Social Work?

<p>Lately I've been thinking about majoring in social work when I go to college. (I want a job that helps people, etc.)
Although I have a lot of time to think about this stuff (I'm a rising junior) I was wondering what schools had good social work programs?</p>

<p>Social work isn't offered at all schools, but still I feel it's hard to tell which are better than others.
Thanks in advance!</p>

<p>You can major in any major if you want to pursue a career in social work. Many graduate programs accept non-BSW majors for the Master of Social Work.</p>

<p>The most popular majors that will you prepare you for social work are psychology and sociology.</p>

<p>Yeah, but if I wanted to major in social work for undergrad what are the best programs?</p>

<p>To start with, you want to go to a program accredited by the Council on Social Work Education. It shouldn't be a problem to find an accredited program---there are a zillion of them. Generally, the core SW requirements will b similar no matter what program you attend. It would be pretty hard to rank BSW programs. If you look at USNWR rankings for graduate SW programs, it'll give you a rough idea of what are considered the quality programs, but only some of these also offer a BSW. In general, go to a school that is a good match for you academically, socially, geographically, etc. SW jobs typically are not on the high-end of the pay scale, so for a BSW you may not want to attend a school that's a financial stretch for you. More opportunities in terms of salary and responsibilities come with an MSW. Some BSWs (with experience) and many MSWs end up in administration. So, another path that some take is a degree in nonprofit management. Some agencies will help pay for an MSW or Master's in nonprofit management, but that's more likely if you're experienced person already in an administrative position at that agency. As a previous poster noted, you do not need a BSW to enter an MSW program. Many MSW program offer a pathway for those who have a BSW and one for those without a BSW.</p>

<p>Thanks for your reply!</p>

<p>I don't know if med school is an option for you, but you should consider it..because if social work is what you want to may as well go to med school and become a shrink instead of getting your master's to become a social worker. You'd actually make a living you're able to support yourself on as a shrink, as opposed to as a social worker. You would be doing practically the same thing.</p>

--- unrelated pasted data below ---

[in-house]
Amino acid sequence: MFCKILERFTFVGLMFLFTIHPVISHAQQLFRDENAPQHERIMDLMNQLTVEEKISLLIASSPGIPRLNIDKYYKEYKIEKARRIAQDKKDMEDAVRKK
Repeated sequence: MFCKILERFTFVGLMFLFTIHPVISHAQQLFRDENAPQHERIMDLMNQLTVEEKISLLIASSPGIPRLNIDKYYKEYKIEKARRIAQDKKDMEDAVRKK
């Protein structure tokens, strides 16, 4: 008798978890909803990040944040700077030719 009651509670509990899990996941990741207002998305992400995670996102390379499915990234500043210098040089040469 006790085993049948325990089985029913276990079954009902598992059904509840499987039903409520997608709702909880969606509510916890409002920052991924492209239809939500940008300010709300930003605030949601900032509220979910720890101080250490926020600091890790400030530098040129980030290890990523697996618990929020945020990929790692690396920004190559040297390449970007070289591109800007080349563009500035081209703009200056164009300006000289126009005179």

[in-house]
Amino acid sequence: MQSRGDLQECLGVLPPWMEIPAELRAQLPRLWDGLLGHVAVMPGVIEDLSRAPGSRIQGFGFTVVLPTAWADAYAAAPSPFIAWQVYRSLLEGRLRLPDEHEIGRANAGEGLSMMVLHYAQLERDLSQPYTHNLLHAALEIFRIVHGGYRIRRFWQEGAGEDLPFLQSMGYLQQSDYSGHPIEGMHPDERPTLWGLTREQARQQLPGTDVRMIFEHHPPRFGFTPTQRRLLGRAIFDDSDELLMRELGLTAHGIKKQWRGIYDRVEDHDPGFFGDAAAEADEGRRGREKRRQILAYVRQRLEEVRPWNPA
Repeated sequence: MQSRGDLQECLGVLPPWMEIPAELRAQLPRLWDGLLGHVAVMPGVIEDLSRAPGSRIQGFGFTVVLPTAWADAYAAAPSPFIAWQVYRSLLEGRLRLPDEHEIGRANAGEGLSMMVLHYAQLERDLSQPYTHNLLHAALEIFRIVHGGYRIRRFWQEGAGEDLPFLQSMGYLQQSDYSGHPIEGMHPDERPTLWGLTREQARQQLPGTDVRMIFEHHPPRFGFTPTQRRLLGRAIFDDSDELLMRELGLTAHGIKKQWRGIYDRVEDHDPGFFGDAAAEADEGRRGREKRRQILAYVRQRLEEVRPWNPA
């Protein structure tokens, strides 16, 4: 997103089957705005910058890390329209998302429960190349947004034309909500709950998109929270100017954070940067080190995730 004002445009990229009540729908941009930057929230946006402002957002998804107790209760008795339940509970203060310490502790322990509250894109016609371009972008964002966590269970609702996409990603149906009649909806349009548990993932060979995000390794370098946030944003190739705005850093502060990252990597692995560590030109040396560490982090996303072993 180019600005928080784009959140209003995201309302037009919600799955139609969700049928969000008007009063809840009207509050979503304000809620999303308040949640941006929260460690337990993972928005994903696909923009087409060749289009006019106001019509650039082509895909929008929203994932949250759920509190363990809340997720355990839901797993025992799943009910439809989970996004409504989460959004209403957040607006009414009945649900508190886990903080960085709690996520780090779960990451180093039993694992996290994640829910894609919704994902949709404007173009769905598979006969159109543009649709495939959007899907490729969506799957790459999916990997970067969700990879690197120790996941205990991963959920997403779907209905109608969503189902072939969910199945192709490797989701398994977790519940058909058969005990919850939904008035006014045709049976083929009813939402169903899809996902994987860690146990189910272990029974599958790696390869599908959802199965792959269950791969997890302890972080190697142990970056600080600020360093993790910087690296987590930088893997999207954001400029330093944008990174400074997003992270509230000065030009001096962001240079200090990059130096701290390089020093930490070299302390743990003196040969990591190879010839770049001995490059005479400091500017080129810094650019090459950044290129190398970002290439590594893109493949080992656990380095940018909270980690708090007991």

<p>Although obviously there is a workers make less money because they help people who actually DO need help and can not afford a shrink. It's a noble calling, and probably a very rewarding long as you marry someone with a good income.</p>

<p>First, not all social workers enter the medical field. I'm an incoming MSW student and I certainly have no interest in clinical issues. Second, you need to attend an accredited program. Although you could pursue a BSW, my advice would be to major in anything and then apply for the MSW (make more money, more administrative responsibilities after licensing).</p>

<p>My neice just got her MSW (got BSW for undergrad) last month from one of our state's big public schools. She had four or five good job offers to choose from upon grad.</p>

<p>I know several people who got BSW's at big public u's. If that is what you want, start by checking out your own state universities. It doesn't have to be the flagship school.</p>

<p>"I don't know if med school is an option for you, but you should consider it..because if social work is what you want to may as well go to med school and become a shrink instead of getting your master's to become a social worker."</p>

<p>The educational requirements and length of training to become a psychiatrist are quite different than that to become a social worker.</p>

<p>"You'd actually make a living you're able to support yourself on as a shrink, as opposed to as a social worker. You would be doing practically the same thing."</p>

<p>As a previous poster noted, most social workers probably do not do clinical social work, including individual therapy. Most psychiatrists these days primarily do diagnosis and medication management. So, social workers and psychiatrists do not do practically the same thing.</p>